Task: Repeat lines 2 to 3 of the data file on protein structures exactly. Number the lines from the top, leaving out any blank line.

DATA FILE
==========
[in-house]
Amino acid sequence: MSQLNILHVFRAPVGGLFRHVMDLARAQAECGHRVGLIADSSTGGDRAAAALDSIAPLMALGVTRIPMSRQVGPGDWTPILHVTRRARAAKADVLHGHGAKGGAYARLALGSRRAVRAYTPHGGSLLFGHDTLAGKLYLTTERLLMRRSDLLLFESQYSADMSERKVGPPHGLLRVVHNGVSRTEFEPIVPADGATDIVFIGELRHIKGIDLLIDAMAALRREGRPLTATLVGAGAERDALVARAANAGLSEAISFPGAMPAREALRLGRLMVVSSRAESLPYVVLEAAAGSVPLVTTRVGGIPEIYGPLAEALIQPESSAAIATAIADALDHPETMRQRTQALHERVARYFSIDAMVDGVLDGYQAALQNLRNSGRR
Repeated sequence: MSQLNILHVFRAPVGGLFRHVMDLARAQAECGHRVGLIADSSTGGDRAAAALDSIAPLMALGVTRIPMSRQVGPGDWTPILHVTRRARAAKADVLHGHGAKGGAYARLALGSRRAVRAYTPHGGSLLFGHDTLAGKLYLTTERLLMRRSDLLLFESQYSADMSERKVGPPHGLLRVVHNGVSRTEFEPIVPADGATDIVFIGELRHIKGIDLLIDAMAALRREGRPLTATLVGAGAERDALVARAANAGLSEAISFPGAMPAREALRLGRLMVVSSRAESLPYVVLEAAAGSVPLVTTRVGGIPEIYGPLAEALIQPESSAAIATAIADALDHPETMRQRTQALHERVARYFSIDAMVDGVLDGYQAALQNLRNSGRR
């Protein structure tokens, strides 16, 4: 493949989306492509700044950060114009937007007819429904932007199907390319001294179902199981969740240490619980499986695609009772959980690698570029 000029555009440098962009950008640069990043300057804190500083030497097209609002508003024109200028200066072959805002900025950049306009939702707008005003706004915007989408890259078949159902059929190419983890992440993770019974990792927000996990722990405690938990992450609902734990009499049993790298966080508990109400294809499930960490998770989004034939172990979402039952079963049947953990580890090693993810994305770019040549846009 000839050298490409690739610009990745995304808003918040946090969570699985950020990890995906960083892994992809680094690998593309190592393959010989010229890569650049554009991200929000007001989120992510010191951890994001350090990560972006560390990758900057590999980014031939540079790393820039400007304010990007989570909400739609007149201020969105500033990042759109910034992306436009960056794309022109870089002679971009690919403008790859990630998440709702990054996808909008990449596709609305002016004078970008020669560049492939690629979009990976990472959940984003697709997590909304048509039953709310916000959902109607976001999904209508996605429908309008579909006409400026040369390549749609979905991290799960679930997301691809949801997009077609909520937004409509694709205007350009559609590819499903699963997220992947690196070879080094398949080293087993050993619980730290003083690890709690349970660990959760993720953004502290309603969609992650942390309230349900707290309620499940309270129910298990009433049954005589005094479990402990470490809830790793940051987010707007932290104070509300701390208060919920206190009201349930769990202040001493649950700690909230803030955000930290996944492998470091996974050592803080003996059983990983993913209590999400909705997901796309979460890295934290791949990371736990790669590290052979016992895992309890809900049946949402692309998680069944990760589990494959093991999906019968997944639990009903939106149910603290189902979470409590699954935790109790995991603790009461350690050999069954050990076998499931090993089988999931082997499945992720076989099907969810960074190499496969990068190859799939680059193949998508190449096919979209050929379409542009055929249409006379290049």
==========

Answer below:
Amino acid sequence: MSQLNILHVFRAPVGGLFRHVMDLARAQAECGHRVGLIADSSTGGDRAAAALDSIAPLMALGVTRIPMSRQVGPGDWTPILHVTRRARAAKADVLHGHGAKGGAYARLALGSRRAVRAYTPHGGSLLFGHDTLAGKLYLTTERLLMRRSDLLLFESQYSADMSERKVGPPHGLLRVVHNGVSRTEFEPIVPADGATDIVFIGELRHIKGIDLLIDAMAALRREGRPLTATLVGAGAERDALVARAANAGLSEAISFPGAMPAREALRLGRLMVVSSRAESLPYVVLEAAAGSVPLVTTRVGGIPEIYGPLAEALIQPESSAAIATAIADALDHPETMRQRTQALHERVARYFSIDAMVDGVLDGYQAALQNLRNSGRR
Repeated sequence: MSQLNILHVFRAPVGGLFRHVMDLARAQAECGHRVGLIADSSTGGDRAAAALDSIAPLMALGVTRIPMSRQVGPGDWTPILHVTRRARAAKADVLHGHGAKGGAYARLALGSRRAVRAYTPHGGSLLFGHDTLAGKLYLTTERLLMRRSDLLLFESQYSADMSERKVGPPHGLLRVVHNGVSRTEFEPIVPADGATDIVFIGELRHIKGIDLLIDAMAALRREGRPLTATLVGAGAERDALVARAANAGLSEAISFPGAMPAREALRLGRLMVVSSRAESLPYVVLEAAAGSVPLVTTRVGGIPEIYGPLAEALIQPESSAAIATAIADALDHPETMRQRTQALHERVARYFSIDAMVDGVLDGYQAALQNLRNSGRR